[Mysteries & Thrillers THE JOHANSENS THE JOHANSENS FIRST GENERATION Iris Johansen has dozens of books to her credit, including 18 crime novels fea- turing forensic sculptor Eve Duncan.SECOND GENERATION Roy Johansen has written three thrillers, begin- ning with 1999’s The Answer Man (Bantam). COLLABORATION Iris and Roy have cowritten standalone thrillers, most recently
Shadow Zone (St. Martin’s, 2010), as well as a
trio of mysteries starring FBI Consultant
Kendra Michaels, most recently The Naked Eye
(St. Martin’s, 2015), with three more slated for
Iris Johansen began writing romance novels in
the early 1980s, then turned to historical
romantic suspense with 1991’s The Wind Dancer
(Bantam), before finding an almost permanent
spot on the bestseller lists with crime fiction.
Her son, Roy, got his start as a screenwriter. While attending Georgia State
University in 1987, Roy received a FOCUS Award (Films of College and University
Students), sponsored by Steven Spielberg, George Lucas, and Martin Scorsese, for his
screenplay Murder 101. It was produced for cable TV, and in 1992, Roy and cowriter
Bill Condon won an Edgar Award from the MWA for Best TV Feature or Miniseries.
Iris attributes the spareness of Roy’s prose to his screenwriting background and says
she and her son share similar styles—“lean,” with “fast pacing.”
Roy points out another similarity. “Neither of us believe in writer’s block,” he says.
“Even if we think the pages are coming out terribly, we realize that we’re often the
worst judge of our own work as it’s being produced. So we forge ahead and stick to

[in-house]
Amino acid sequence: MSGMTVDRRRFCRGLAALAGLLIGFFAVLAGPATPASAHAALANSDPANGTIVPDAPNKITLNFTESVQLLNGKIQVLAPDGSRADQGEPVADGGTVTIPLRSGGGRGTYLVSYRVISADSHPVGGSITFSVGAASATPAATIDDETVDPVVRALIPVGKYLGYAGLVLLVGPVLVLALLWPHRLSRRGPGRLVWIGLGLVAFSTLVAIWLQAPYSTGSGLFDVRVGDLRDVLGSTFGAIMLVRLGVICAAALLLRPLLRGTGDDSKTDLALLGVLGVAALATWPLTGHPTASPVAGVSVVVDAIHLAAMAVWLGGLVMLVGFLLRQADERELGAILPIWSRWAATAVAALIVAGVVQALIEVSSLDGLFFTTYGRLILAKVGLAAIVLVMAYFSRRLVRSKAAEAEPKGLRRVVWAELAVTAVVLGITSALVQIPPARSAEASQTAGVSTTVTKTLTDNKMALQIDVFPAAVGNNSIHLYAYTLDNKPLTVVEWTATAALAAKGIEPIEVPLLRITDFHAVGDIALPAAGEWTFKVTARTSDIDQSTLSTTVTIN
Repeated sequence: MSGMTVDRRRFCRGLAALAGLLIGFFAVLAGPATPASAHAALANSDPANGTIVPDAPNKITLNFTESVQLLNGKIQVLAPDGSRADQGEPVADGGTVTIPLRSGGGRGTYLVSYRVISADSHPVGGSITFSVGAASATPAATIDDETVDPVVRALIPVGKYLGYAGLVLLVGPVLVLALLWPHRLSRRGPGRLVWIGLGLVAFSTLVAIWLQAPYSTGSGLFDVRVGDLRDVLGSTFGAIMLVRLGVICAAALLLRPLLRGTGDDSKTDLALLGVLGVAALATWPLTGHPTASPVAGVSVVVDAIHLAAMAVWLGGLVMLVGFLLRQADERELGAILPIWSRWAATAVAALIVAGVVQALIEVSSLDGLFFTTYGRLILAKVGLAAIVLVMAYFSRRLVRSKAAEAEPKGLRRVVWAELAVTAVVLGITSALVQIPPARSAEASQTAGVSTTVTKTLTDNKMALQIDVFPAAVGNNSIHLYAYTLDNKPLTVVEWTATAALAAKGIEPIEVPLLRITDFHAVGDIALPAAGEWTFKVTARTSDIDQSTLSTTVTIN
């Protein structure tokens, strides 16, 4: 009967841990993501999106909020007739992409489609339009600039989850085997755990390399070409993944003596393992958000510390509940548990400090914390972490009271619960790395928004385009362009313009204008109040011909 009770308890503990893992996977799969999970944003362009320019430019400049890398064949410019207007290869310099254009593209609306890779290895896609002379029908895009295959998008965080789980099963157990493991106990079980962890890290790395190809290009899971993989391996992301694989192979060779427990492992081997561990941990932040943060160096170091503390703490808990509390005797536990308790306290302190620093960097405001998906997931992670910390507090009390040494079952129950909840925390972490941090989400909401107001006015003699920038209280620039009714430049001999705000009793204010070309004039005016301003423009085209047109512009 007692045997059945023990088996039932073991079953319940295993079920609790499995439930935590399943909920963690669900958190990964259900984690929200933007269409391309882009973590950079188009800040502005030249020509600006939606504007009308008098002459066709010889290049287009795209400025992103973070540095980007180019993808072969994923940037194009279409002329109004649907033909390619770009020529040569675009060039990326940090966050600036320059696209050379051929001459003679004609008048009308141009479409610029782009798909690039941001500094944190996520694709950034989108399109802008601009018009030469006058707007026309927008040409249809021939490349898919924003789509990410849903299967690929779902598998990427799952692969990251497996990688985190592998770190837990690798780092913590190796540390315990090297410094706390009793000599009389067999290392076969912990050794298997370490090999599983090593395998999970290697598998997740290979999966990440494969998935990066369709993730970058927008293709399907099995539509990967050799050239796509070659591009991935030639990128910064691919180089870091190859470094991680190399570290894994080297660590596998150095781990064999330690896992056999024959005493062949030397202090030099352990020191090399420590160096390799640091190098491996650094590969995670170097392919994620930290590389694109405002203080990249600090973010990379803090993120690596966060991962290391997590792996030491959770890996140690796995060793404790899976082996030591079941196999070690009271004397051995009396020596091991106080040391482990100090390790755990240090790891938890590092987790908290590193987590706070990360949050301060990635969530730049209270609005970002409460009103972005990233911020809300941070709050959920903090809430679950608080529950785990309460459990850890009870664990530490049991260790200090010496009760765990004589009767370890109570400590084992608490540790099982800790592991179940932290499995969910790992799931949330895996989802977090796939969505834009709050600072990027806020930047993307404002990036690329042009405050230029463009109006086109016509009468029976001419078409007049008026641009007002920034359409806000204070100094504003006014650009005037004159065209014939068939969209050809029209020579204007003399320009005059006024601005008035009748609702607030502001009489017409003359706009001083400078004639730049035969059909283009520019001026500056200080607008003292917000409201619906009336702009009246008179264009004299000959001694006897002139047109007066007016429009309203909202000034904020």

the writing schedule. Bad work can always be revised, which is much easier and more
efficient than dealing with blank pages.”
And though their collaboration has been a fruitful one, Roy admits to some diffi-
culty—or what he calls differences of opinion—but feels that finding solutions to
those differences results in a better book.
By way of example, Roy says, “In our first Kendra Michaels book, Close Your Eyes [St.
Martin’s, 2012], we introduced a character, Olivia, who was a childhood friend of
Kendra’s. My mother, who can be quite bloodthirsty as far as her characters are concerned, felt strongly that Olivia should die. I was just as convinced that she should live,
and we spent weeks discussing it and making our cases. In the end, Olivia lived, and we
later agreed that the book was better for it. We already had one emotionally wrenching
death, and another would have darkened the tone too much. In the course of our collabo-
can be quite
bloodthirsty as far
as her characters
; Above: Iris and Roy at the 2015 Tuscon Festival of Books.